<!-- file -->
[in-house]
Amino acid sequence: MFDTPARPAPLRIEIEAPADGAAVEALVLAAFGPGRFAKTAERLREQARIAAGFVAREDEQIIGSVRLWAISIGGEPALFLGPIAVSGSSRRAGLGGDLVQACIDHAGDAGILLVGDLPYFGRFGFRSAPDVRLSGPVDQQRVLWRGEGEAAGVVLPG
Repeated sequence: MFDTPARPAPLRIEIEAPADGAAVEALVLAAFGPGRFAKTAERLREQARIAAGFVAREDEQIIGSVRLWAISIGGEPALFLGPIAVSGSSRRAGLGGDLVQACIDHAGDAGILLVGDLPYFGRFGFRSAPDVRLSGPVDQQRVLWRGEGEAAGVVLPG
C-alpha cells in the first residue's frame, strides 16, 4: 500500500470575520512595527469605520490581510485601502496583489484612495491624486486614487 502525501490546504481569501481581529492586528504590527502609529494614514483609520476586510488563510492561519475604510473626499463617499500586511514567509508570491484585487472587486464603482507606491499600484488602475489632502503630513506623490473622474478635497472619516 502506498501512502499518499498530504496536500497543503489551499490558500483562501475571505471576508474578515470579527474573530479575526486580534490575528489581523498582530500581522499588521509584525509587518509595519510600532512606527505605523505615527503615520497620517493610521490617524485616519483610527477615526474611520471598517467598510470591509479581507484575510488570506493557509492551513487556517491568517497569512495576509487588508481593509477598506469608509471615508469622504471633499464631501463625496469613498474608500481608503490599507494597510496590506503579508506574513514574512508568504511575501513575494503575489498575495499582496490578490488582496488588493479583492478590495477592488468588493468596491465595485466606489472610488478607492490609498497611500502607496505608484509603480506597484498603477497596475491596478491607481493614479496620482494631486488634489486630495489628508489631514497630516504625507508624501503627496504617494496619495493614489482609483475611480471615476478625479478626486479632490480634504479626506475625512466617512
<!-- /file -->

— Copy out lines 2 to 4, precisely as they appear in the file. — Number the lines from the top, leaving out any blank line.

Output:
Amino acid sequence: MFDTPARPAPLRIEIEAPADGAAVEALVLAAFGPGRFAKTAERLREQARIAAGFVAREDEQIIGSVRLWAISIGGEPALFLGPIAVSGSSRRAGLGGDLVQACIDHAGDAGILLVGDLPYFGRFGFRSAPDVRLSGPVDQQRVLWRGEGEAAGVVLPG
Repeated sequence: MFDTPARPAPLRIEIEAPADGAAVEALVLAAFGPGRFAKTAERLREQARIAAGFVAREDEQIIGSVRLWAISIGGEPALFLGPIAVSGSSRRAGLGGDLVQACIDHAGDAGILLVGDLPYFGRFGFRSAPDVRLSGPVDQQRVLWRGEGEAAGVVLPG
C-alpha cells in the first residue's frame, strides 16, 4: 500500500470575520512595527469605520490581510485601502496583489484612495491624486486614487 502525501490546504481569501481581529492586528504590527502609529494614514483609520476586510488563510492561519475604510473626499463617499500586511514567509508570491484585487472587486464603482507606491499600484488602475489632502503630513506623490473622474478635497472619516 502506498501512502499518499498530504496536500497543503489551499490558500483562501475571505471576508474578515470579527474573530479575526486580534490575528489581523498582530500581522499588521509584525509587518509595519510600532512606527505605523505615527503615520497620517493610521490617524485616519483610527477615526474611520471598517467598510470591509479581507484575510488570506493557509492551513487556517491568517497569512495576509487588508481593509477598506469608509471615508469622504471633499464631501463625496469613498474608500481608503490599507494597510496590506503579508506574513514574512508568504511575501513575494503575489498575495499582496490578490488582496488588493479583492478590495477592488468588493468596491465595485466606489472610488478607492490609498497611500502607496505608484509603480506597484498603477497596475491596478491607481493614479496620482494631486488634489486630495489628508489631514497630516504625507508624501503627496504617494496619495493614489482609483475611480471615476478625479478626486479632490480634504479626506475625512466617512